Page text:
plant identification

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Limey153

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plant identification
« on: June 02, 2014, 12:06 »
Hi there folks, I have recently acquired an allotment and am fairly new to gardening, I want to try and save as many plants as I can on my plot but am having some trouble identifying them and telling them apart from weeds (the plot I took on was very overgrown). Can anyone here identify what these two plants are (or indeed if they are weeds), the first of the two pictures have flower heads that have not yet come out. Both plants are not too widespread around the plot which leads me to think that they may not be weeds. The previous occupant of the allotment grew a lot of flowers as well as veggies hence why I thought it might be best to post this in general gardening.




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Goosegirl

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Re: plant identification
« Reply #1 on: June 02, 2014, 12:37 »
I think the first one is a poppy - Papaver somniferum (the one opium is made from) - not illegal to grow so don't worry. I think the second one could be Lychnis coronaria which has simple white or very deep pink-red flowers or, if the leaves feel felty, it could be Stachys byzantina (Lamb's ears) but I don't think it is that.
I don't like bananas unless it's raining. (A quote from my great-niece).

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Limey153

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Re: plant identification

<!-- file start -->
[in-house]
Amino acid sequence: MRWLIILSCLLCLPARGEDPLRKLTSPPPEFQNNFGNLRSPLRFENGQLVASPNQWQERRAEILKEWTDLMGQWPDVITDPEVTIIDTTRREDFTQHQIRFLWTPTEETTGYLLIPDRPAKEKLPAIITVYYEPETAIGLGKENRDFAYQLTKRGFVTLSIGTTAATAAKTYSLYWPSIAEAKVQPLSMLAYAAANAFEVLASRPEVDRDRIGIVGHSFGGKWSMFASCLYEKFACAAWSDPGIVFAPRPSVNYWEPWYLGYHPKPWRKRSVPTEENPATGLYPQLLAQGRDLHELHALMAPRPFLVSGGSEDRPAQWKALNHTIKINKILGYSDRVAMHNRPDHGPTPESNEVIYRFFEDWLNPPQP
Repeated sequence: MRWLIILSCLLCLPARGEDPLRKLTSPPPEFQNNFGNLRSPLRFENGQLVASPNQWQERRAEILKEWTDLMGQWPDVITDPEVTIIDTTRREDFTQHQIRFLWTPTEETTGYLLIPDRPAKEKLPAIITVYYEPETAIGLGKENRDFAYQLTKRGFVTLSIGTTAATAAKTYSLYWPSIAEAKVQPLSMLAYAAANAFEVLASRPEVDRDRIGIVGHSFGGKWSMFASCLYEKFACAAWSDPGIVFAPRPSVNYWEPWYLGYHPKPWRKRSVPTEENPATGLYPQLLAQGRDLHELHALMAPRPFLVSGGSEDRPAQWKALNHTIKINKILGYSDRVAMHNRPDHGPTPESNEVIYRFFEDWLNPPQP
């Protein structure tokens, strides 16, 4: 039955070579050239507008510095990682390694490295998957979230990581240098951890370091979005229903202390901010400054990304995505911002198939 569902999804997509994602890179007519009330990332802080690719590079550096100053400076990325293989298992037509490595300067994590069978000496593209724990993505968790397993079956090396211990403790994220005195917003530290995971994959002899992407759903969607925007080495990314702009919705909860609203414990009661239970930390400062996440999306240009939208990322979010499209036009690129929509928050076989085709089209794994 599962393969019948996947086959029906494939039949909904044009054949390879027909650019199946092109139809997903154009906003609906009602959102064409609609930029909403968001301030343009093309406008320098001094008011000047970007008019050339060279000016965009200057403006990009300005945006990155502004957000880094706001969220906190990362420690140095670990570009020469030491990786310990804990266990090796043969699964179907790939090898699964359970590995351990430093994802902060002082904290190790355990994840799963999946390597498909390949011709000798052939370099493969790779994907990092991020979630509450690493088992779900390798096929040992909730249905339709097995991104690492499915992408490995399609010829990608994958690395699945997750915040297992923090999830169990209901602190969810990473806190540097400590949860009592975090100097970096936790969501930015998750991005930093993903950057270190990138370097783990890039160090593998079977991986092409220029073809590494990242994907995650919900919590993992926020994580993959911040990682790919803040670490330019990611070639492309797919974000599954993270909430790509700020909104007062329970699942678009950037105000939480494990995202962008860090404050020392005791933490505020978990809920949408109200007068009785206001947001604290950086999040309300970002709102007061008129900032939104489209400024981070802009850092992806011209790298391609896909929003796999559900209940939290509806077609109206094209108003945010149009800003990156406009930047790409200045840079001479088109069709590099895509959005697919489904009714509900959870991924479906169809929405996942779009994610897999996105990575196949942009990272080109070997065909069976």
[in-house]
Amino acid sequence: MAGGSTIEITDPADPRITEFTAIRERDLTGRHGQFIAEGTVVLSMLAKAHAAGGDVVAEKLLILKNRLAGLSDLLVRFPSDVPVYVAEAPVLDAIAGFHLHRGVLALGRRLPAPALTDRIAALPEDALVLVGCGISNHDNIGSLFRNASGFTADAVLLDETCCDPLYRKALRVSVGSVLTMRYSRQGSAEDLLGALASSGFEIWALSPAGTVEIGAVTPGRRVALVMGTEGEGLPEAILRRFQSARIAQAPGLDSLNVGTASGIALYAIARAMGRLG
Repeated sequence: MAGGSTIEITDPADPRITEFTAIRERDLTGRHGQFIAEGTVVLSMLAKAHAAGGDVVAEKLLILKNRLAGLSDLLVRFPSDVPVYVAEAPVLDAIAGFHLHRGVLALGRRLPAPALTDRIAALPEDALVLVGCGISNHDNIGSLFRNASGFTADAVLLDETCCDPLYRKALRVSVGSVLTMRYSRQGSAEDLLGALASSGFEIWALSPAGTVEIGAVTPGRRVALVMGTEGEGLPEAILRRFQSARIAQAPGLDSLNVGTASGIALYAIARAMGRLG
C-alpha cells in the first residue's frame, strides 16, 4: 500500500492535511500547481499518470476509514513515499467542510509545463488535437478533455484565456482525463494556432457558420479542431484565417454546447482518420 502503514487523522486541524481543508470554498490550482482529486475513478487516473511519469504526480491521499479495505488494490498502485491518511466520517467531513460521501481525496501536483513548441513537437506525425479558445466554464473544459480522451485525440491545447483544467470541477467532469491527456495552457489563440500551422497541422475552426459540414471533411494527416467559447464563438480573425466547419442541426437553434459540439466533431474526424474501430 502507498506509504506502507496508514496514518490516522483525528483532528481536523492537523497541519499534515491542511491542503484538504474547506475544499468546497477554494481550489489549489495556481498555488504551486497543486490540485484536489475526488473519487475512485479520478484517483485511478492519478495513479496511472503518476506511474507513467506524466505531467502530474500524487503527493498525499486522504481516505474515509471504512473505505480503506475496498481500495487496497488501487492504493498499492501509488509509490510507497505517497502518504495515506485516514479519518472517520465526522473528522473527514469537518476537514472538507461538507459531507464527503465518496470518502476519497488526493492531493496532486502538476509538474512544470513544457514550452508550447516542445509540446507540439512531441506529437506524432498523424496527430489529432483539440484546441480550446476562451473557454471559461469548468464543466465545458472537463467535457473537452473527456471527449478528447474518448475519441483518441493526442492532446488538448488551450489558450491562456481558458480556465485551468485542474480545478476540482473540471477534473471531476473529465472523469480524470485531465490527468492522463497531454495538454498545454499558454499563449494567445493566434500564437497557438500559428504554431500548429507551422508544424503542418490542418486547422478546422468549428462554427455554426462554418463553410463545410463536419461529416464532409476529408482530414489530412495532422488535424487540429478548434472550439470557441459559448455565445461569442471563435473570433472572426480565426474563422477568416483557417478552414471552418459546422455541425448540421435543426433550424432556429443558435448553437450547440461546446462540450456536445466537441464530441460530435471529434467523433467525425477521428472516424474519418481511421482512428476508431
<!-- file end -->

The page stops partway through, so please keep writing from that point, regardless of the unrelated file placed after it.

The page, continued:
« Reply #2 on: June 02, 2014, 13:05 »
Thank you for the reply 'Goosegirl', I have just googled your two suggestions and I reckon you might be spot on. The images that google provides do look exactly like what I have on the plot, also the plant in the second image does indeed have leaves that feel felty.

Thank you ever so much, I know not to go pulling them out now.

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JayG

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Re: plant identification
« Reply #3 on: June 02, 2014, 16:49 »
Agree with opium poppy - having grown Lychnis coronaria for quite a few years in my front garden, but having never thought of feeling the leaves until today, I can confirm that mine at least has furry leaves (although not as furry as Lamb's ears!  :lol:)

Lychinis seems to be a short-lived perennial or even a biennial, but it self-seeds very readily (everywhere!)
Sow your seeds, plant your plants. What's the difference? A couple of weeks or more when answering possible queries!

One of the best things about being an orang-utan is the fact that you don't lose your good looks as you get older

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Goosegirl

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Re: plant identification
« Reply #4 on: June 03, 2014, 11:18 »
Thank you, Limey. They should look nice together with leaf contrast and the flowers too.



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